COVID source callout: South Carolina

It is not uncommon, as we increasingly realize that COVID-19 is not going away any time soon, for state public health departments to give their websites makeovers. Hastily-compiled pages and PDF reports have given way to complex dashboards, complete with interactive charts and color-coding.

These revamps can be helpful for users who would rather click through a menu than scroll through a report. But from a data collection perspective, it’s often challenging to go from a document or single page (where I could easily hit Ctrl+F to find a value) to a dashboard which requires clicking and searching through numerous popups.

The most recent state to go through such a revision is South Carolina. In late August, the state released a new dashboard, called the County-Level Dashboard, and reorganized much of its information on COVID-19 demographics and other metrics.

In fact, when I first looked at South Carolina’s revised pages, I could not find any demographic data at all. This information used to be reported on a page marked “Demographic Data by Case”; now, that page goes to a dashboard on cases in South Carolina’s long-term care facilities. It wasn’t until I read through the public health department’s new Navigation Manual that I realized demographic data are now integrated on the county dashboard. If I click, for example, “Go to cases,” I’m brought to a page reporting case rates by county, age, race, ethnicity, and gender.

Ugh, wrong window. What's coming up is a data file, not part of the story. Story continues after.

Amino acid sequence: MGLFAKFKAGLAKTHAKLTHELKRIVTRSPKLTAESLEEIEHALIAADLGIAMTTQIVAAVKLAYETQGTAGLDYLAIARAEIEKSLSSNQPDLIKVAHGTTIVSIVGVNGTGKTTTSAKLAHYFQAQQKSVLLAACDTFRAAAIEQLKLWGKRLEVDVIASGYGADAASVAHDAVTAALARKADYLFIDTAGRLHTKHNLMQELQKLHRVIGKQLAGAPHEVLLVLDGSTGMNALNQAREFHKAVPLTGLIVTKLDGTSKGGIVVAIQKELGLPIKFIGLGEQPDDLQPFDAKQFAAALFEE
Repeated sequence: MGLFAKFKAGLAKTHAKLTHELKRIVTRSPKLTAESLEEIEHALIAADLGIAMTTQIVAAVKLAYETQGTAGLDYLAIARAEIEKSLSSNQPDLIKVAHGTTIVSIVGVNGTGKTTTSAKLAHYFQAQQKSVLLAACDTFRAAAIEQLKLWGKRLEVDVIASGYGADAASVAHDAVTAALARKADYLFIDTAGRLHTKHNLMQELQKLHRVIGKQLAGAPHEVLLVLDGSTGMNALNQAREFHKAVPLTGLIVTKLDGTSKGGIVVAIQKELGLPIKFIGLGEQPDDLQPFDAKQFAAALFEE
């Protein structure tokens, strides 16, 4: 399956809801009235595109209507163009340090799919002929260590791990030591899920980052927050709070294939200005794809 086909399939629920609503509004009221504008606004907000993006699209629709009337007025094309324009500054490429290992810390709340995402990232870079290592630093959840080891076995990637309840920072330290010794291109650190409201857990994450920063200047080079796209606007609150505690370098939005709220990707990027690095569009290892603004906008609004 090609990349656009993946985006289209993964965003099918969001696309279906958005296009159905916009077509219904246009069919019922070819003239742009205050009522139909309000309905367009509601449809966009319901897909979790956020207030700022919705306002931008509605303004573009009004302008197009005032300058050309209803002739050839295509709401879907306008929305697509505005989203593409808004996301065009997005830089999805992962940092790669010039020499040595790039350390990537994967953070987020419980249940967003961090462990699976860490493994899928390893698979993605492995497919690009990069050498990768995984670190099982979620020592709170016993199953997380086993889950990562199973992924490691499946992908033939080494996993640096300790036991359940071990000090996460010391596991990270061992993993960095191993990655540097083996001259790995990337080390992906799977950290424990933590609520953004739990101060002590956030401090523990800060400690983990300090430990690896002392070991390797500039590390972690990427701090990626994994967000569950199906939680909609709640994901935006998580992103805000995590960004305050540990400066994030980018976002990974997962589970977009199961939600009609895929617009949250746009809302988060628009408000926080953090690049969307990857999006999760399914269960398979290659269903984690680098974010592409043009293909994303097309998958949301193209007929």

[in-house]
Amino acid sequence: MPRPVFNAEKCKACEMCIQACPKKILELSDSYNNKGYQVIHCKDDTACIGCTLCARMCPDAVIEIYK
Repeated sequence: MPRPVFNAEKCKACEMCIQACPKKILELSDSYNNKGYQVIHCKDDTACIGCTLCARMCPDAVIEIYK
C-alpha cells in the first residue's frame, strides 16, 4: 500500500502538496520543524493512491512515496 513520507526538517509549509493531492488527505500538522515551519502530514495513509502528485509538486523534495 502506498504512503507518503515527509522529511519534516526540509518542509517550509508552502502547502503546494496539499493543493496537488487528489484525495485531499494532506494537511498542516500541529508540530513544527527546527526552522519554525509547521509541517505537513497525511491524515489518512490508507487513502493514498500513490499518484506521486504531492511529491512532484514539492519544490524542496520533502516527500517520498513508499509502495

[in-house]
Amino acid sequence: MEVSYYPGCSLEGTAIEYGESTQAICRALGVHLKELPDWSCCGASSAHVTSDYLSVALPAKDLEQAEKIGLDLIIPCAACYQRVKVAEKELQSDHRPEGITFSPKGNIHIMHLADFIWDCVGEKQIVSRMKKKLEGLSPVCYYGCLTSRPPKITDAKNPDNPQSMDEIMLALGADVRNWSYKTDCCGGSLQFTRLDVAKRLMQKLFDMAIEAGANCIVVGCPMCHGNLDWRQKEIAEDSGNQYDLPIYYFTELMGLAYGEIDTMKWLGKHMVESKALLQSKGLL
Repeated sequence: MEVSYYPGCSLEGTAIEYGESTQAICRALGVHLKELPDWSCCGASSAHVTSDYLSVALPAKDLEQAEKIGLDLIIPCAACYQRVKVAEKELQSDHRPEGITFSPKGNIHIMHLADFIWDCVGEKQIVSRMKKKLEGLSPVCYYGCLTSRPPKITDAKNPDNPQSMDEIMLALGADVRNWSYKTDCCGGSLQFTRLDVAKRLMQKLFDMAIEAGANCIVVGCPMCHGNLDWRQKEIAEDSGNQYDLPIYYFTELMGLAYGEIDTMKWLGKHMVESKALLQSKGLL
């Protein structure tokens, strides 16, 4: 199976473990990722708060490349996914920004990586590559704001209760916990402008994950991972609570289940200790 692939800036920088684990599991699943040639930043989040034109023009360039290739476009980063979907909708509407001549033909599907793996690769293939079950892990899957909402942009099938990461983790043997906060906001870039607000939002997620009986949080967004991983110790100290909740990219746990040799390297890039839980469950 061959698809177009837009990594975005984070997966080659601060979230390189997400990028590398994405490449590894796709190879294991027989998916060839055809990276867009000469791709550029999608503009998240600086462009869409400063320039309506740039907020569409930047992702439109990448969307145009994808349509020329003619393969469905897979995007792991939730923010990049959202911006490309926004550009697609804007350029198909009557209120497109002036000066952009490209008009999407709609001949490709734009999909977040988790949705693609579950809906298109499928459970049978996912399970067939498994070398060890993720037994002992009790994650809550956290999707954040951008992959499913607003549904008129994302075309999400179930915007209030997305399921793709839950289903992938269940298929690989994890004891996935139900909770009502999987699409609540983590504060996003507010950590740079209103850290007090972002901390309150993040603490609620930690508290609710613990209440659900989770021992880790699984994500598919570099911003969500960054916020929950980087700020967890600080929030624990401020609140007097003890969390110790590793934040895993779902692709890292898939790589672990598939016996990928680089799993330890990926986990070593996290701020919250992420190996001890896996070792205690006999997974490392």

Demographic data ahoy! Via the South Carolina County Dashboard, September 6.

To South Carolina’s credit, these new pages report demographic data in whole numbers, a more precise format than the percents of total cases and deaths released by many other states (and by SC itself before this reorganization). I also appreciate the addition of a Navigation Manual—such detailed instructions can help make a dashboard more accessible.

But I would advise any designers of state dashboard revamps to consider how to label figures more clearly from the get-go, so that journalists and state residents alike aren’t confused.

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